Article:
Wednesday, November 11, 2009

Audit Policy Settings Basic to In-depth Home Computer Security Guide Page 24

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Audit Policy Settings

User can set the Audit Policy Setting to determine the security events to report the user or system activity. For example, the user can choose to audit failed logon attempts, which might indicate that someone is trying to log on with an invalid password (perhaps using a program to automate the attack). Or user might want to monitor the use of a particular sensitive file. The user can also choose to monitor changes to user accounts and passwords, changes to security policies, and use of privileges that might reveal that someone is trying to "administer" user’s computer—perhaps not with user’s best interests in mind.
Unlike the other logs that appear in Event Viewer, the Security log is disabled by default in Windows XP Professional and Windows 2000. No events are written to the Security log until the user enable auditing, which is done via Local Security Settings. (In Windows XP Home Edition, security auditing is enabled for certain events. Because Home Edition doesn't include Local Security Settings, user cannot change which events are audited unless he use a tool like Auditpol.exe, which is included in the Windows 2000 Resource Kit.) Even if the user sets up auditing for files, folders, or printers, the events he specified aren't recorded unless he also enables auditing by setting a high-level audit policy in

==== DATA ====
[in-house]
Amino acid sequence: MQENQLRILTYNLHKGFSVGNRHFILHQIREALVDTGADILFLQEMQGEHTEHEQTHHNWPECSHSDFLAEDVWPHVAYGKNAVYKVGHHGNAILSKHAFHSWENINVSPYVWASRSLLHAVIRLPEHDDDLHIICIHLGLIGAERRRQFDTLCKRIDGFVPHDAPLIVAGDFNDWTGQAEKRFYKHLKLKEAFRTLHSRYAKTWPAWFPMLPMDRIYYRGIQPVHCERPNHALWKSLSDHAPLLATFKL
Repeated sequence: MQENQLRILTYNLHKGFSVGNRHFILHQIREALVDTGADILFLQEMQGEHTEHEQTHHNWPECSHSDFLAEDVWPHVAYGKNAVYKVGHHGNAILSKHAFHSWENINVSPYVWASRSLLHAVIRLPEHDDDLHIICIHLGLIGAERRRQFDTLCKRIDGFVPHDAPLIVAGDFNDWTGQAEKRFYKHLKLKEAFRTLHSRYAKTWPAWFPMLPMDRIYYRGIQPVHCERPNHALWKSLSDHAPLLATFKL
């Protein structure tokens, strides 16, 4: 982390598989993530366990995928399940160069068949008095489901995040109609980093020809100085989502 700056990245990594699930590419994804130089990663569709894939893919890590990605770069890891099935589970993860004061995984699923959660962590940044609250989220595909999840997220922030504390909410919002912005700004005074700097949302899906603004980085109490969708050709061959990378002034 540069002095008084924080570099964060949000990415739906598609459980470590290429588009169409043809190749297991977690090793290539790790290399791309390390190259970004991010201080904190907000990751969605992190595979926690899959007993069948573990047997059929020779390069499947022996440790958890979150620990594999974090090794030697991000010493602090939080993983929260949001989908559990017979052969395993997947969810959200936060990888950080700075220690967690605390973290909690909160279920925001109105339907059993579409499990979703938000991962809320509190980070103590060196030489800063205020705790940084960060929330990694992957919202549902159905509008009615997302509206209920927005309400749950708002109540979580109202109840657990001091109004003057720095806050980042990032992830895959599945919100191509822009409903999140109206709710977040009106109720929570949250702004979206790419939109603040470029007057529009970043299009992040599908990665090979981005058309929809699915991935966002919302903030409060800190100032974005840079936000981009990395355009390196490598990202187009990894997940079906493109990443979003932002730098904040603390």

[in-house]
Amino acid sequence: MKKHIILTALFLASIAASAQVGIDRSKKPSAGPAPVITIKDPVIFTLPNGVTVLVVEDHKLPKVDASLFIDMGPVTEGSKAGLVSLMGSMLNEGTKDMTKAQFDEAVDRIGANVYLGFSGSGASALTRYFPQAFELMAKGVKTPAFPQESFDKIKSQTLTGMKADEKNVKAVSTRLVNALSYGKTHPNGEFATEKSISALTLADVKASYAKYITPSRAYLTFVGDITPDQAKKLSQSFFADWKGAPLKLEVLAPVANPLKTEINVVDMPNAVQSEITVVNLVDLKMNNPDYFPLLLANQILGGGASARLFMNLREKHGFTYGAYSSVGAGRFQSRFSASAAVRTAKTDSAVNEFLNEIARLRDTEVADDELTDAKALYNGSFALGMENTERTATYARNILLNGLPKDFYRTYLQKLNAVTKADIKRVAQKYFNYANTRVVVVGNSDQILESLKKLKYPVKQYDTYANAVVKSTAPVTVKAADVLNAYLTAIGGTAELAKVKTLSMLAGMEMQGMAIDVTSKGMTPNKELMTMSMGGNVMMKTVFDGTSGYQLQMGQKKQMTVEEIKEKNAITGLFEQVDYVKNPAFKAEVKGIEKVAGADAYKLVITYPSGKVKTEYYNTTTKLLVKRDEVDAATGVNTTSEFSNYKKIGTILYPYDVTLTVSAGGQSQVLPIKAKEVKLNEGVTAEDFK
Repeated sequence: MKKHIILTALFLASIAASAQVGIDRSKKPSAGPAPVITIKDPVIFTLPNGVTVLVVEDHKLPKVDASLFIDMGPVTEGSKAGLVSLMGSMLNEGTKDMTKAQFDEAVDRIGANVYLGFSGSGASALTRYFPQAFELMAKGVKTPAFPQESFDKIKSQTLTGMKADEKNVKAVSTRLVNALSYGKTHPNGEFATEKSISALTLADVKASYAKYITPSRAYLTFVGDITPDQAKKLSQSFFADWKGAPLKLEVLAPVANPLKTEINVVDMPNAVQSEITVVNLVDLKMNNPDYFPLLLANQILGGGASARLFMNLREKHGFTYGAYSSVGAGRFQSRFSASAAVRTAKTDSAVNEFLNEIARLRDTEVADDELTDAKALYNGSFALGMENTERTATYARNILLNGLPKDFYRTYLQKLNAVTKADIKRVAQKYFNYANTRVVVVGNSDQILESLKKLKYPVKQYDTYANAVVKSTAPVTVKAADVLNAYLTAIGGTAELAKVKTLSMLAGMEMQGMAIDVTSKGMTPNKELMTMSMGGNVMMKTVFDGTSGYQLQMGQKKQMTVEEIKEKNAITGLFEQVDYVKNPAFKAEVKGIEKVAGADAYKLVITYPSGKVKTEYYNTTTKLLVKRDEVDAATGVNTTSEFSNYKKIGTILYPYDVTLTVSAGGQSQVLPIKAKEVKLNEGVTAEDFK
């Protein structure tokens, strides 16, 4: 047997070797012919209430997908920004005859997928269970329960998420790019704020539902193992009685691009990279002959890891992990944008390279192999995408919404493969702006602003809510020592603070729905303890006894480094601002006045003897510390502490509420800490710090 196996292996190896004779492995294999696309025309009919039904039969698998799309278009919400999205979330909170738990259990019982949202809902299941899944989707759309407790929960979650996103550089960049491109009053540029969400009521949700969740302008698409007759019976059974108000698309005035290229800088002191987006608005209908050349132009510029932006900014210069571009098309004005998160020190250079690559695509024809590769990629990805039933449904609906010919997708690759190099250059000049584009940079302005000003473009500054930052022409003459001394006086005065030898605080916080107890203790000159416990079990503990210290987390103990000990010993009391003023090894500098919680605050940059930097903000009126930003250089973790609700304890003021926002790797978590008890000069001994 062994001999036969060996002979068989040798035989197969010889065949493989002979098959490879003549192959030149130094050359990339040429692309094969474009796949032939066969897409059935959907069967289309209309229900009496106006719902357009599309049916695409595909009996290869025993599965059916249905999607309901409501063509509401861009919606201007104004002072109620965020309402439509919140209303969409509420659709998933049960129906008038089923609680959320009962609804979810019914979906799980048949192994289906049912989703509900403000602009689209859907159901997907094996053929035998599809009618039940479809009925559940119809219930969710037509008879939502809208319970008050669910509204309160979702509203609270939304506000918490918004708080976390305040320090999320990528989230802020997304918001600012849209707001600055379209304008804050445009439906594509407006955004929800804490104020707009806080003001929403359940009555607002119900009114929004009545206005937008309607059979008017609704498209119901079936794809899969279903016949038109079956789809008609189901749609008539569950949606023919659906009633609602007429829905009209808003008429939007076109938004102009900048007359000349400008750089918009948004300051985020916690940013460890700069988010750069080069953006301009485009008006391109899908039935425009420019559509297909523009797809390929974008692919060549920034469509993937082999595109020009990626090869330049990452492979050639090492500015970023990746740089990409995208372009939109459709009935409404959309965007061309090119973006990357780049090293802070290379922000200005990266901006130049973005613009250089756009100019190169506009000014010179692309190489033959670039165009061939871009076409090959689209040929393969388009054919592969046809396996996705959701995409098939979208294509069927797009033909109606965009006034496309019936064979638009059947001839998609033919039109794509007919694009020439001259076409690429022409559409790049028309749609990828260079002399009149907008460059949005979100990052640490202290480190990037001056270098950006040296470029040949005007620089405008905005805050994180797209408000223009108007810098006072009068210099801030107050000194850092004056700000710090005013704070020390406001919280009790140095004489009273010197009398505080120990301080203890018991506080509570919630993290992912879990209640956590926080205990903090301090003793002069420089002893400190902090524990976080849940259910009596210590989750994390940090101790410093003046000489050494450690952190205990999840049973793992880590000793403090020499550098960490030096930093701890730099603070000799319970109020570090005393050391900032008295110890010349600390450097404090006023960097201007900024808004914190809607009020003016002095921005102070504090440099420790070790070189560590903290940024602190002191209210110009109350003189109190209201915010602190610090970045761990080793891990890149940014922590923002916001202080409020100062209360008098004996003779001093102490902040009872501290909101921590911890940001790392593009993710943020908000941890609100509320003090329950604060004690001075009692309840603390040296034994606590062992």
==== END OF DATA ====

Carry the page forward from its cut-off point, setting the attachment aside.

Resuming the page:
Local Security Settings.

To edit the Audit Policy Setting Start menu\Settings\Control Panel\Administrative Tools\Local Security Settings\local Policies\Audit Policy and check the boxes accordingly

The following table gives the Audit policy available in Windows Operating System with their respective descriptions.

Table-1: Audit Policies for Security Events

Policy Description
Audit account Account logon events occur when a user attempts to log on or log off
logon events across the network, authenticating to a local user account.

Audit account Account management events occur when a user account or security
management group is created, changed, or deleted; when a user account is
renamed, enabled, or disabled; or when a password is set or changed.